There seems to be a huge elephant in the room when it comes to the abortion debate, one that many claim is entirely irrelevant to the situation or otherwise pretend to be willfully ignorant of.
This phenomenon isn’t just observable in this discourse, though. We can also observe it, puzzlingly enough, with friends or on social media when people announce their pregnancies and then follow it up with “We don’t know how this happened!” The reality is, it’s entirely clear to the majority of us how a pregnancy occurs, yet the discussion on sex is largely and intentionally removed from conversations on reproduction. But why are we as a society pretending sex doesn’t have any consequences?
Removing Half of the Equation
When I was younger and less educated on basic biology than I am now, I assumed that pregnancy could happen at any time during a woman’s cycle. Because of this, it came as a shock to me that this is absolutely not the case, and in reality, so many factors have to be in alignment with one another to result in pregnancy.
Women aren’t fertile every day of our cycles, whether that cycle is the average 28 days or longer or shorter, depending on the individual. Ovulation, which typically occurs about halfway through a cycle (so day 14 for those 28-day cyclers), is triggered by a surge in luteinizing hormone, spurring the release of an egg to be fertilized. If the egg remains unfertilized, then you’ll get your period about two weeks later. If we’re being generous, we’re really only fertile at a maximum of 36 hours per cycle.
Our fertile window starts about five days before ovulation and includes the day of ovulation.
Now, that doesn’t mean that we only have a one day opportunity per cycle to get pregnant. That’s why recognizing the potential of unprotected sex is so important – sperm can live in a reproductive tract for 5 to 6 days. Our fertile window starts about five days before ovulation and includes the day of ovulation, meaning when all’s said and done, we really only have one week (at the absolute most) per month to get pregnant.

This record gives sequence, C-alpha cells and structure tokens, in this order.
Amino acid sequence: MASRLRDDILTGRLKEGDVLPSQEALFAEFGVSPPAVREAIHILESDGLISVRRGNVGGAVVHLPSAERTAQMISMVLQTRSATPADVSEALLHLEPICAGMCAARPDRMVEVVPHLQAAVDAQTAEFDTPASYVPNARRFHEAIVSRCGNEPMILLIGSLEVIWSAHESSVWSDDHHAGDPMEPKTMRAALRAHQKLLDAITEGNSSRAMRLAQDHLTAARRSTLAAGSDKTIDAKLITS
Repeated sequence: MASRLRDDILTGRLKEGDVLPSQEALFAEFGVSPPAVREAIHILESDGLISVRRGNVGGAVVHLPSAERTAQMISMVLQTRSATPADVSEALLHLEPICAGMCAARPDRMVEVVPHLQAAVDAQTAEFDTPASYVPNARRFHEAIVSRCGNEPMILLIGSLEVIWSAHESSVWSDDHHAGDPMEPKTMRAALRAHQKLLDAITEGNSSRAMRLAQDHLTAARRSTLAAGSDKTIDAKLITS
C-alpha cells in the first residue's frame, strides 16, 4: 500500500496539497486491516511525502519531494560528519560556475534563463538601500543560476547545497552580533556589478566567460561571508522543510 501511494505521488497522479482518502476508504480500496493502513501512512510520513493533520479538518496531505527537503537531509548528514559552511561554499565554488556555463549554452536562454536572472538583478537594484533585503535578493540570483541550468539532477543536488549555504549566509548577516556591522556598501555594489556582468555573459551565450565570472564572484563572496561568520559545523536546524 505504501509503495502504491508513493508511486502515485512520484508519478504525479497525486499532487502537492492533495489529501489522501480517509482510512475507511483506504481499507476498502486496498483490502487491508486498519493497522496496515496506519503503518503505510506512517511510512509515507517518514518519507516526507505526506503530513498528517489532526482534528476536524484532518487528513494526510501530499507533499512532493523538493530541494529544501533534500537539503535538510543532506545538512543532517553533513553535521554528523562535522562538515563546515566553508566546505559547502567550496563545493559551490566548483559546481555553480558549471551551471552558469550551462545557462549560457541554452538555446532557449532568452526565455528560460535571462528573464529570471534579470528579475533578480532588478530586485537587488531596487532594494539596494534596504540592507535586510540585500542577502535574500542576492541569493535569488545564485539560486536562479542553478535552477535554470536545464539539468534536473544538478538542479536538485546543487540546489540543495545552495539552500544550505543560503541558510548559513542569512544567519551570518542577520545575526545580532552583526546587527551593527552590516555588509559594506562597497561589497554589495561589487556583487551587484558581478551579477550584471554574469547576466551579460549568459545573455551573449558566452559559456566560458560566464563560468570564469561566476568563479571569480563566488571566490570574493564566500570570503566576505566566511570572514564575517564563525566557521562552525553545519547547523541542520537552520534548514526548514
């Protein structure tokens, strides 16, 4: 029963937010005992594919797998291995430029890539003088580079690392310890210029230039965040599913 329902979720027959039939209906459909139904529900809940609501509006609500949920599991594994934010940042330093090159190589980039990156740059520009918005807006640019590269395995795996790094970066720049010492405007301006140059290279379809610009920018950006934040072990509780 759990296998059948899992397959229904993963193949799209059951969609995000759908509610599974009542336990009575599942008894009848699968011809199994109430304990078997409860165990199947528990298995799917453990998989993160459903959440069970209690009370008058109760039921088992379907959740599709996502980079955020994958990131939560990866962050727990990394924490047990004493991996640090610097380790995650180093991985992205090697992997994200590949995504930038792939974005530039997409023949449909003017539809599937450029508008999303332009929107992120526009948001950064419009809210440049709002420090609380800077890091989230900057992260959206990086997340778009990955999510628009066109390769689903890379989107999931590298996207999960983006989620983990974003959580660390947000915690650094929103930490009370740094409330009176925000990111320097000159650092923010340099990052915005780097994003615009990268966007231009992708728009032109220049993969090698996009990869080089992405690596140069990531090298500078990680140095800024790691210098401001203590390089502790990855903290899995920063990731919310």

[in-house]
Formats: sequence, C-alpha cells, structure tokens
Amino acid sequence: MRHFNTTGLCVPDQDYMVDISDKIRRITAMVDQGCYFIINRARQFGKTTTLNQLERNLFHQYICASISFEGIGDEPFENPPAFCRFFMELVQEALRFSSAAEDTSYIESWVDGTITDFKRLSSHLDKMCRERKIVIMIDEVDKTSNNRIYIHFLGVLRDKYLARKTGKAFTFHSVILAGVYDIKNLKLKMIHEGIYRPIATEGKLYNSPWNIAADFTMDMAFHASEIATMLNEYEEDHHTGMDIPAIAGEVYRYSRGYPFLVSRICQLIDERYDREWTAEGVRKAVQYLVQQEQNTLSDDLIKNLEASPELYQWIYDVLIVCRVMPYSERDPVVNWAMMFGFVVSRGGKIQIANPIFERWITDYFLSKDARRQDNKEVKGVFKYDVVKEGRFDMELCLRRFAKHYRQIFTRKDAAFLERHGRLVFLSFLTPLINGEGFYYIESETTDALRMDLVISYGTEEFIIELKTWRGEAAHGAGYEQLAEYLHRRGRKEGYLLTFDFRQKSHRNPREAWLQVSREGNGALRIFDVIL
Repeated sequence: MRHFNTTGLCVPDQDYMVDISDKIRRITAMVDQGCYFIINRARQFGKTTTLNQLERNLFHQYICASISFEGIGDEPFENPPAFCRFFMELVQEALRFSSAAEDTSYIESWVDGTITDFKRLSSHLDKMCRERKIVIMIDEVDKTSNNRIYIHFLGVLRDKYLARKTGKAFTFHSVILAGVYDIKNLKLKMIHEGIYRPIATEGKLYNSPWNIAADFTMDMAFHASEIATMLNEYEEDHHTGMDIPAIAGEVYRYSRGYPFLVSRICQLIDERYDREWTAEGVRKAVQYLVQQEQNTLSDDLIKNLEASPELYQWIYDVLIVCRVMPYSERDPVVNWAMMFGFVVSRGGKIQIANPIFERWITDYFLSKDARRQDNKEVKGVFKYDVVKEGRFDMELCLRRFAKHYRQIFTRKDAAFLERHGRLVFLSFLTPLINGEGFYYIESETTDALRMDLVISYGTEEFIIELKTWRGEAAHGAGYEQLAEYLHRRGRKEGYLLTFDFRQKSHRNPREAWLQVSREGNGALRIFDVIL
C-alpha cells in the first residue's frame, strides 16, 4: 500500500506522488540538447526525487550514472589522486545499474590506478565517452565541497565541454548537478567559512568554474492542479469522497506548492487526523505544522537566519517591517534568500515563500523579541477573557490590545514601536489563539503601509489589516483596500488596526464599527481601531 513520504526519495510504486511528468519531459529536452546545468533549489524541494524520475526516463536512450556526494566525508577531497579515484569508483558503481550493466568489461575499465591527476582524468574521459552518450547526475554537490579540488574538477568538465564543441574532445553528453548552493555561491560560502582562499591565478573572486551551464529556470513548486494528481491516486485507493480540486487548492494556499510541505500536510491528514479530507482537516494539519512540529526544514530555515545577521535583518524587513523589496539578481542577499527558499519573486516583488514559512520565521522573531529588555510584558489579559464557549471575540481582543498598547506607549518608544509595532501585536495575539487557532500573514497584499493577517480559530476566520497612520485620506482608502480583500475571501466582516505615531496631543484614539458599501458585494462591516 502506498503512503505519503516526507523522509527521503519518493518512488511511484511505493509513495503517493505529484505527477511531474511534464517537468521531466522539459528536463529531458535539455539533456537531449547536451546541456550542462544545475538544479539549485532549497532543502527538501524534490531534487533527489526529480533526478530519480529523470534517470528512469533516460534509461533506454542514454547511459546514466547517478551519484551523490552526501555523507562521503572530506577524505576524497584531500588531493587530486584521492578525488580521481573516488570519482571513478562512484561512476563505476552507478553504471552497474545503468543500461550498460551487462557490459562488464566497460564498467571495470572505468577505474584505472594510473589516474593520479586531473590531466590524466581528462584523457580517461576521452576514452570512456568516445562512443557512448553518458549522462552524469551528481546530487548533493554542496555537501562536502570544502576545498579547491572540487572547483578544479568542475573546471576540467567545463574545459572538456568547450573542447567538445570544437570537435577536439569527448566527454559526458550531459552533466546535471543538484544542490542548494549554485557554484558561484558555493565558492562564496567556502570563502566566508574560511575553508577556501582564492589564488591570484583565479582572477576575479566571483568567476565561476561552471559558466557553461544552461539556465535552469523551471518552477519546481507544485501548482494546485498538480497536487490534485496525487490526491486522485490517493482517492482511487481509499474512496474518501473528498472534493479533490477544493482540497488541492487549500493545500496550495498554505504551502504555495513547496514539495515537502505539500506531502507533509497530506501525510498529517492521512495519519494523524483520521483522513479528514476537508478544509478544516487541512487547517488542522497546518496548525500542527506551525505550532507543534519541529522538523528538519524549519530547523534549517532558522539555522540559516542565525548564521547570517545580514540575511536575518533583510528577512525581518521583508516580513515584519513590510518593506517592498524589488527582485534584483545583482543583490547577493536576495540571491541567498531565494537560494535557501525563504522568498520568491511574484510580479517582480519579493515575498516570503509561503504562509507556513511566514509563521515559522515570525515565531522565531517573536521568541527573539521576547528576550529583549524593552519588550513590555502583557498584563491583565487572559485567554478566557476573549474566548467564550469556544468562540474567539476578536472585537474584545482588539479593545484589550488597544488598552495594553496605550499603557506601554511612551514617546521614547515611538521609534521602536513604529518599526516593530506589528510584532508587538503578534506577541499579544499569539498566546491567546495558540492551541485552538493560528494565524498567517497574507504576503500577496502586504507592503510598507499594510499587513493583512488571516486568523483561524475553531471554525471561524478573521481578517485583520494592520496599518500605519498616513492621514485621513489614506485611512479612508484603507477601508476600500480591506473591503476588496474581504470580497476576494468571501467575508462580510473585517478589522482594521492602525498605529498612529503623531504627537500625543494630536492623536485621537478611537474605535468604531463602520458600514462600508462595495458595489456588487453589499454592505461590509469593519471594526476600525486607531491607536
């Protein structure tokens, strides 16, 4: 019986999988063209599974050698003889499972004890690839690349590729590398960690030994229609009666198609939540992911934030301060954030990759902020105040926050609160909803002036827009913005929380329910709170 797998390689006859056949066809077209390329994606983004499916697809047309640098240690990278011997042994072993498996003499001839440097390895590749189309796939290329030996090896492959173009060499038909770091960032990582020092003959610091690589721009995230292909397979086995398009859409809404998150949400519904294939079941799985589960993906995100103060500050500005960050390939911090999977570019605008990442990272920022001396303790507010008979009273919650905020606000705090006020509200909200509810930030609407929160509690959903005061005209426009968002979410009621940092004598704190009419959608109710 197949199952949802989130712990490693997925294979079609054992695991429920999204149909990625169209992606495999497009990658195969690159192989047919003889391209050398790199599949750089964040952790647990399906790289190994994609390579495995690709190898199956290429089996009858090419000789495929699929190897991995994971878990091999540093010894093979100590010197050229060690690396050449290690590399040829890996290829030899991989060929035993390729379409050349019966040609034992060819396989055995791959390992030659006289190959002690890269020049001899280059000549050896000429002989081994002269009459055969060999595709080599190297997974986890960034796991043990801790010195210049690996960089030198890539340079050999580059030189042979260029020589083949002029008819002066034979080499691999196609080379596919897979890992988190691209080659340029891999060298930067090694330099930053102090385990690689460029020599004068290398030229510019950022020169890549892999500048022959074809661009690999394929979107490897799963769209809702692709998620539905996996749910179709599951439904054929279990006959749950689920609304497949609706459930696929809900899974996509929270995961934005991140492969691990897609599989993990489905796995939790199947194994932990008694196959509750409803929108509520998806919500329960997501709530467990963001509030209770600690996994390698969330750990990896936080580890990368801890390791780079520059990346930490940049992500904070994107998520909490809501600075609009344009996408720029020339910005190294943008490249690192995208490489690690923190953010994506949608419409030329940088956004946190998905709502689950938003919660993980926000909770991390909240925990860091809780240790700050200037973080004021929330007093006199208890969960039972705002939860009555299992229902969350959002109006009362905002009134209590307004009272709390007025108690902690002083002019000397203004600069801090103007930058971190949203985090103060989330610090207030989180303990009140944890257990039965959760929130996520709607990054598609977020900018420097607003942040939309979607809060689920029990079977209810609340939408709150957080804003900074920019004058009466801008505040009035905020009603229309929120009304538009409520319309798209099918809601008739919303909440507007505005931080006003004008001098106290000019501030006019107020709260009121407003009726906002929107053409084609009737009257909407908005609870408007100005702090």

So, why the basic rehashing of our eighth grade biology class? Because all sex has consequences, whether it’s protected or unprotected and whether those effects are physical or emotional. Pregnancy can be the result of unprotected sex during a fertile window, even though we pretend it isn’t, and express faux confusion or outrage regarding this conclusion. Procreation has been the main objective of sex for thousands of years; it’s only in our thoroughly postmodern world that we pretend we’ve somehow been taken advantage of by our own biology when we become pregnant from an unprotected encounter.
Our Culture Is All About Avoiding Consequences
With unexpected or unplanned pregnancy as the biological result of sex, our victim-led society grasps for an out, thereby creating the “demand” for abortion.
The majority of pro-abortion advocates lead their narratives with their victimhood – they’re subject to oppression at the hands of a Judeo-Christian norm, of white people, of men, of their fetus. In reality, they already made their choice, and it was before they ever decided to terminate their pregnancy.
We as humans tend to look for any way out that we possibly can when it comes to confronting our own errors. We avoid uncomfortable topics like our own mortality or perceived infallibility, and we avoid personal responsibility. Not only have we been doing this for so long that implying a woman’s own part in her pregnancy is deemed unacceptable to point out, but we’re also so laughably, intentionally cut off when it comes to the mechanics of reproduction.
When we ignore the fathers, we make it easier to rebrand abortion as solely a woman’s issue.
Case in point – when the recent Texas legislation was announced, it sent shockwaves through the pro-choice community, motivating one celebrity, in particular, to promote good old-fashioned abstinence as a way to own conservative lawmakers. Suggesting that women practice abstinence as a way to prevent facing the possibility of abortion is, in actuality, what many advocating for common sense have been saying all along, only now people are paying attention since it came from a left-wing voice.